Cal (Pa.)-bound Allen leaves legacy of leadership, success with Bishop Canevin girls basketball

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Friday, June 1, 2018 | 7:06 PM


When the Bishop Canevin girls basketball team needed a point guard, the coaching staff turned to Brionna Allen. When they needed a post player, Allen got the call again.

Few players have the versatility to play positions with such divergent skills and responsibilities. Allen didn't merely fill those spots in the Crusaders' lineup, she excelled at each. As a junior, she was named second-team all-state as a point guard. This past season, she was first-team all-state at center.

More importantly, she was a key cog in the Crusaders winning WPIAL titles in each of those seasons. Allen, in fact, won three WPIAL titles and earned two PIAA silver medals during her four years with Bishop Canevin.

“Not a lot of people get to win three WPIAL championships,” Allen said. “It definitely was a blessing to do that.”

“Blessing” might be a word Crusaders coach Scott Dibble would use to describe Allen. An assistant for two seasons with the team before taking over as head coach for the 2017-18 season, Dibble had nothing but praise for his graduating senior.

But rather than spewing numbers, Dibble talked about her selfless, team-first attitude as being her most valuable contribution.

“The nice thing about Bri is she's a leader first and foremost,” Dibble said. “I can honestly tell you in three years I've been here, I don't think she missed a practice. She has no arrogance about her. She did everything we asked.”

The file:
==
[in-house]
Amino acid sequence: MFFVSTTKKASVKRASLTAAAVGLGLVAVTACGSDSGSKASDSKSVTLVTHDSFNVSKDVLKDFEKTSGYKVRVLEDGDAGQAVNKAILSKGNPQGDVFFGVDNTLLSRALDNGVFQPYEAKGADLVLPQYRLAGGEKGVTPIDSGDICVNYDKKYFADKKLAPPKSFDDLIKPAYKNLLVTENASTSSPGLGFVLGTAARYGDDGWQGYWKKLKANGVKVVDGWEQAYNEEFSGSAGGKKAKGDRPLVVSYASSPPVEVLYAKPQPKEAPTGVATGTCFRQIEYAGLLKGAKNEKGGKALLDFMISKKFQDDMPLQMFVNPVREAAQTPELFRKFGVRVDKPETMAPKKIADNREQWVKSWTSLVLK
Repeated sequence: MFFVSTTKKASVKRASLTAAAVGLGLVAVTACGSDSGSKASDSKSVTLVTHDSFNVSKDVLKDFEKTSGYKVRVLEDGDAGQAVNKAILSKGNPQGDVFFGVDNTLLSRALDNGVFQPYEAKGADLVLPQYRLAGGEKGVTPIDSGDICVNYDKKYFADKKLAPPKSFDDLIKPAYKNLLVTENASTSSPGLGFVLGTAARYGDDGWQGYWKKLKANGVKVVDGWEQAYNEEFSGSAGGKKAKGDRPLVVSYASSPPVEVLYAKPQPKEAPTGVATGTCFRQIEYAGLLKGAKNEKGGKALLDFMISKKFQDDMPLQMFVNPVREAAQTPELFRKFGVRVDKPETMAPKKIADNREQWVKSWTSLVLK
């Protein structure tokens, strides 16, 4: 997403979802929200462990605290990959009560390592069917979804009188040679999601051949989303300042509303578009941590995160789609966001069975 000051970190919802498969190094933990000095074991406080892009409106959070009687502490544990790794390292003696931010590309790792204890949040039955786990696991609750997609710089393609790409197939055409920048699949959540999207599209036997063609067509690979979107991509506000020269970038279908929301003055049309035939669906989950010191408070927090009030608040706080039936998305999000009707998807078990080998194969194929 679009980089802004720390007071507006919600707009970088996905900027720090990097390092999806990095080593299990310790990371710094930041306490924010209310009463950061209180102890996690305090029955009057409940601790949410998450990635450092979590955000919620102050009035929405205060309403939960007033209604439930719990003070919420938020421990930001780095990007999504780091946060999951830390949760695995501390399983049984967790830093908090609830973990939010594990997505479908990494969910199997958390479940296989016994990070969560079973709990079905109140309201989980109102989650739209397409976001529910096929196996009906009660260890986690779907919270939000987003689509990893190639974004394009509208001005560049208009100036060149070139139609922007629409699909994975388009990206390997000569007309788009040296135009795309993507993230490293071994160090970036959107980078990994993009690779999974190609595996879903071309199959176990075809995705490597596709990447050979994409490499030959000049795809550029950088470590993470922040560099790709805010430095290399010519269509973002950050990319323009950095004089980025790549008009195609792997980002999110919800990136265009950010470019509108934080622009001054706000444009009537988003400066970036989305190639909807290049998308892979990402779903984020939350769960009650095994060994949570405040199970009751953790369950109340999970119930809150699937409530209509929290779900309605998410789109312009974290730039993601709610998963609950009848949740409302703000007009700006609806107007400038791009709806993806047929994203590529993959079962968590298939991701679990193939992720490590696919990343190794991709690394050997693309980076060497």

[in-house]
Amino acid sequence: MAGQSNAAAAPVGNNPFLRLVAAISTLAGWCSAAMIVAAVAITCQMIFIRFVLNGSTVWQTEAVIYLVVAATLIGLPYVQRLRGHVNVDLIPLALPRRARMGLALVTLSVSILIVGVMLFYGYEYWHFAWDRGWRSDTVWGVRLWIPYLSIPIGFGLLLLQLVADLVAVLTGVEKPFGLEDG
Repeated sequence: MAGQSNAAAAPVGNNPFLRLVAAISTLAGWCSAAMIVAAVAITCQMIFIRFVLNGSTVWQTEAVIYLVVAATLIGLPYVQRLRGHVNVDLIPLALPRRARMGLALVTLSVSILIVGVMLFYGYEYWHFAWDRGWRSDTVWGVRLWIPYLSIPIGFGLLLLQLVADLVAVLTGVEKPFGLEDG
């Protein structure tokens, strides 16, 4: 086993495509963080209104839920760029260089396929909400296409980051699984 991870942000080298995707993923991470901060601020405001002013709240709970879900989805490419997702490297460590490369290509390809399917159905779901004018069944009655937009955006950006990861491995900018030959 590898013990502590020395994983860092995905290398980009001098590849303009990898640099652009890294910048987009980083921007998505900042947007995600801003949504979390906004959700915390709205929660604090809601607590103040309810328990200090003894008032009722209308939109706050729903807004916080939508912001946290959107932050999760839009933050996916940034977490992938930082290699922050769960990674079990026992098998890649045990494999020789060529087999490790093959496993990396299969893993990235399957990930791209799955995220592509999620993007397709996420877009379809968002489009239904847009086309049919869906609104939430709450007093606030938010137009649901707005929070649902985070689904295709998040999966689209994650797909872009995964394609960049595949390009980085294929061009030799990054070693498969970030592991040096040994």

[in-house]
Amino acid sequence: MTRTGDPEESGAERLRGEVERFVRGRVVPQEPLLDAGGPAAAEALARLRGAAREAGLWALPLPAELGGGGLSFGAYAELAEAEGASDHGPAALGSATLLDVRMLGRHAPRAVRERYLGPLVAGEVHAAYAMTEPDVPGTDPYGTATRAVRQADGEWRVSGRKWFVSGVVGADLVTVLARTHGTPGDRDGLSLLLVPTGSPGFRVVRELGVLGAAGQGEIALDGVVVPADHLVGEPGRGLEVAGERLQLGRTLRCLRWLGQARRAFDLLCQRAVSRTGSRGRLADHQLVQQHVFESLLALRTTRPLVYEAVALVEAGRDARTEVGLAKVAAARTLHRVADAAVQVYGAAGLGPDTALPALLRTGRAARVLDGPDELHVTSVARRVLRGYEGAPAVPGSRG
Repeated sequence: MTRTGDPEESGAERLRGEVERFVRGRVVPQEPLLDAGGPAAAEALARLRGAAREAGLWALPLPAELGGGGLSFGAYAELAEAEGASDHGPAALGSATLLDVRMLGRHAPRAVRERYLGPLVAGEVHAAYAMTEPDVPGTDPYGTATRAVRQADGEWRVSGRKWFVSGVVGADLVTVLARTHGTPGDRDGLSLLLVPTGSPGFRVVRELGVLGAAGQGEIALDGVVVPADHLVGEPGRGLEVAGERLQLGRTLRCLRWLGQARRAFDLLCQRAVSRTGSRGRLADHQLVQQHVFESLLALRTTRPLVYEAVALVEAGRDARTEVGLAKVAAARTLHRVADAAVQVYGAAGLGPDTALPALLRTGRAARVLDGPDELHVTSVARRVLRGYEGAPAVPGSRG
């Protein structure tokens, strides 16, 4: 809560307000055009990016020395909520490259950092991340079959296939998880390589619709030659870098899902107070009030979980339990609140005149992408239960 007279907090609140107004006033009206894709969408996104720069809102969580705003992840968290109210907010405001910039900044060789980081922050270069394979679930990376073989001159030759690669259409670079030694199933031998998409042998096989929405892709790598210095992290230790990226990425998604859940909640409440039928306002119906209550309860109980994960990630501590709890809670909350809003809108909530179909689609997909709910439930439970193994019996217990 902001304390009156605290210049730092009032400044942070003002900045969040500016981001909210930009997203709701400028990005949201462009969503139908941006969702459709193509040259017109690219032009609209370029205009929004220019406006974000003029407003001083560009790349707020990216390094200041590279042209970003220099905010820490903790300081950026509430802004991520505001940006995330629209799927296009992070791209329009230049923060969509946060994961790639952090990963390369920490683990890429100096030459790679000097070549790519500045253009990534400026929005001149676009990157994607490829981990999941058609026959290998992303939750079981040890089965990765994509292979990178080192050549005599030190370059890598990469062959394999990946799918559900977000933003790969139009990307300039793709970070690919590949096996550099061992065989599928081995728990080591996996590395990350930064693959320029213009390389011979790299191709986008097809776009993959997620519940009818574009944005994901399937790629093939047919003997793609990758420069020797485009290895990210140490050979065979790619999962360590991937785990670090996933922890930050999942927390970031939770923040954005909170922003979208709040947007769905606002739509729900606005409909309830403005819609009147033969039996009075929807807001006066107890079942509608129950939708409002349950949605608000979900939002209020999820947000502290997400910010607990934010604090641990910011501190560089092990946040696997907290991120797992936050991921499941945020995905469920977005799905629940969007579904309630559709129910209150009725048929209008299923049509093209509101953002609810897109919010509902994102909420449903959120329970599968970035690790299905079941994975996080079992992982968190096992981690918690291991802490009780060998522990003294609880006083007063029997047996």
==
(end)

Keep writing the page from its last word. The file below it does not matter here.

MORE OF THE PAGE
That included frequent position switches. Allen said she often played different positions on her AAU team, so being asked to do the same for Bishop Canevin wasn't uncharted territory. She admitted moving to the post a season after playing point guard was daunting at first.

At 5-foot-6, Allen isn't the prototypical center. What she lacked in height, however, she made up for with her aggressiveness.

“I am aggressive on offense and defense,” she said. “I've always been known for being the aggressive one on the team. I guess it kind of grew with me.”

Added Dibble: “Bri can do everything. She can shoot it, handle it, defend. She's one of our best defenders by far, and she's one of the craftiest kids I've ever coached. The other kids respected the way she went to work every single day, and I think they learned a lot from her.”

Her style should serve her well as she moves on to the next chapter of her basketball life. In April, she signed a letter of intent to play at Cal (Pa.), which has had great success nationally — including an NCAA Division II title in 2015 — under coach Jess Strom.

Strom's system is predicated on frenetic play, so it should be a good fit for Allen. And she will be able to focus on one position as she was recruited as a guard.

She also will get a chance to work with former Bishop Canevin teammate Gina Vallecorsa, who made eight starts and averaged 4.1 points for the Vulcans last season.

“You kind of feel where you want to go and where you feel comfortable,” Allen said, “and I knew I should go to Cal.”

Allen also is comfortable with the legacy she left behind. The three WPIAL titles are nice, but she hopes to be remembered for more.

“As a great player, a team player, a good friend to my teammates, a coachable player,” she said. “And someone who never gave up on a play.”

Chuck Curti is a Tribune-Review staff writer. Reach him at ccurti@tribweb.com or via Twitter @CCurti_Trib.

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